Nations of Nothing But Poetry : Modernism, Transnationalism, and Synthetic Vernacular Writing
What happens when poets combine vernacular language with the spirit of modernity? Can a poem be cosmopolitanism and vernacular at the same time? Nations of Nothing But Poetry answers these questions through case studies of Scottish, English, and "Black Atlantic" poetries from the landmark modernist year of 1922 through the mid 1970s. Hart combines discussions of canonical poets, such as T.S. Eliot and W. H. Auden, with chapters on key but lesser known poets noted for their unique and creative introduction of their native vernaculars, like Hugh MacDiarmid, Basil Bunting, and Melvin B. Tolson. Throughout, Hart puts forward a new interpretation of Anglophone modernist verse that disrupts the literary-critical conflict between "national" and "transnational" poetries. Describing how these poets make "synthetic vernacular" poems out of a disordered medley of formal and linguistic parts, this study explains how poetic modernism is shaped by the incompletely globalized nature of twentieth-century history.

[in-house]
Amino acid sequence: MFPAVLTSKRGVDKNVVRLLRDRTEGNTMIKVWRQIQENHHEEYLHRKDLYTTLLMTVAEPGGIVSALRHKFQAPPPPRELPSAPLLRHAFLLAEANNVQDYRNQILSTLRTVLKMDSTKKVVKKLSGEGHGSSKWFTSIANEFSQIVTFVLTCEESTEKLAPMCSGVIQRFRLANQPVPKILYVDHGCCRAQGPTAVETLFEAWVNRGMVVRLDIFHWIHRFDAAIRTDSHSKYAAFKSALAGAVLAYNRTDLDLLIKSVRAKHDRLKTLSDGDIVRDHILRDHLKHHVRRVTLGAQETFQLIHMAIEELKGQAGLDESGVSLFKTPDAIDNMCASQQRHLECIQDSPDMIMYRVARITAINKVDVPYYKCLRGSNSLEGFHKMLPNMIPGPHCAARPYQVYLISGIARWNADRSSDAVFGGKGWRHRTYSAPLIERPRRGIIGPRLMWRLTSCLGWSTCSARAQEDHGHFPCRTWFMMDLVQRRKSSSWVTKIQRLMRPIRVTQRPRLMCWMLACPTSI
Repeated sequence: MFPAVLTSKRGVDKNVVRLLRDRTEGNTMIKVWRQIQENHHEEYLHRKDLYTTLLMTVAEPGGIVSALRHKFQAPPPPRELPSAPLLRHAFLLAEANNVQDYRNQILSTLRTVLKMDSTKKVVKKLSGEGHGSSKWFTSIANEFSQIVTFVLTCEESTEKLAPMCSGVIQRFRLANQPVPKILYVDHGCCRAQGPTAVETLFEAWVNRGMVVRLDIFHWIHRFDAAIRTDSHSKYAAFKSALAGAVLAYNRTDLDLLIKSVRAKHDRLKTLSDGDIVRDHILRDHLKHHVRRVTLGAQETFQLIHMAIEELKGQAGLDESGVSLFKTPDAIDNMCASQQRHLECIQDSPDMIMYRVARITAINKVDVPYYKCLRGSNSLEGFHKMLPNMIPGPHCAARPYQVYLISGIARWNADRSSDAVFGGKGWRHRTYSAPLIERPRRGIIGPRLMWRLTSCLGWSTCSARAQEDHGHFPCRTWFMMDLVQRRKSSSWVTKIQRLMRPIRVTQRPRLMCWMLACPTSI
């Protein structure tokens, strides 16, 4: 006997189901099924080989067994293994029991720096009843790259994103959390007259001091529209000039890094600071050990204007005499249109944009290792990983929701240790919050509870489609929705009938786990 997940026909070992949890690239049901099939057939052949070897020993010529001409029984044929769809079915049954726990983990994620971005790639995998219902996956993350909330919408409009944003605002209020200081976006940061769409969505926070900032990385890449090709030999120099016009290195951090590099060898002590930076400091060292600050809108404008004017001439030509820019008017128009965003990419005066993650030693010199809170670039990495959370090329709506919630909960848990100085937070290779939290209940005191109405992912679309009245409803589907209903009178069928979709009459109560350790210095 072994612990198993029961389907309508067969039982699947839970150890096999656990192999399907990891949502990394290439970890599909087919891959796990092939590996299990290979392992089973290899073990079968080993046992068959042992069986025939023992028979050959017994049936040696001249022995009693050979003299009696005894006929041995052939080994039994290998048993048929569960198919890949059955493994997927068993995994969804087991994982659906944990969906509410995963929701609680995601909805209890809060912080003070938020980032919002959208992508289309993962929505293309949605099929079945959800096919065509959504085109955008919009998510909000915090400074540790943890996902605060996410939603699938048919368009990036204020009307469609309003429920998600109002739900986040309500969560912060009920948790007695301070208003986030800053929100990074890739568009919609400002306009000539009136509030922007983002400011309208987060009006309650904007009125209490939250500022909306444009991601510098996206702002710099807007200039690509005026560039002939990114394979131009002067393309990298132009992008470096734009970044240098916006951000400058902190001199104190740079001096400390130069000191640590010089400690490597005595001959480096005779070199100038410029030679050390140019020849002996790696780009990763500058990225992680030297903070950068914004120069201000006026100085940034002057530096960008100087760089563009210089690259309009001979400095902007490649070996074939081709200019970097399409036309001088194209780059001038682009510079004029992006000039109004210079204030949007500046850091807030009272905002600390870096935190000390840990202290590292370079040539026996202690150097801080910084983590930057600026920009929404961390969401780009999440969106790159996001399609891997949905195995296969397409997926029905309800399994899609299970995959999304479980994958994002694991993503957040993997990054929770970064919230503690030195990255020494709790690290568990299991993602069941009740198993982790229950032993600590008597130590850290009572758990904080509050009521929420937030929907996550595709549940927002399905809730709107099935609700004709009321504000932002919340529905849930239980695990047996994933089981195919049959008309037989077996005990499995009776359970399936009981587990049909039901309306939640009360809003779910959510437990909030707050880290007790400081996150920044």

- Hardback | 256 pages
- 160 x 240 x 24mm | 521.63g
- 20 May 2010
- Oxford University Press Inc
- New York, United States
Other books in this series
As in the best of the revisionist strain of new modernist studies, Harts book elegantly reframes much that has been long known about big M modernism using a lot of little m judo. * Aaron Jaffe, Years Work in English Studies *
About Matthew Hart
Matthew Hart is Assistant Professor of English and Comparative Literature at Columbia University and he is the Associate Editor of the journal Contemporary Literature.
Table of contents
INTRODUCTION 1; HUGH MACDIARMID'S NATIONALIST INTERNATIONALISM 94; BASIL BUNTING GOES HOME 146; T. S. ELIOT VERSUS E. K. BRATHWAITE 198; HARRYETTE MULLEN, MELVIN B. TOLSON AND THE; POLITICS OF AFRO-MODERNISM 263; EPILOGUE DENATIONALIZING MINA LOY 328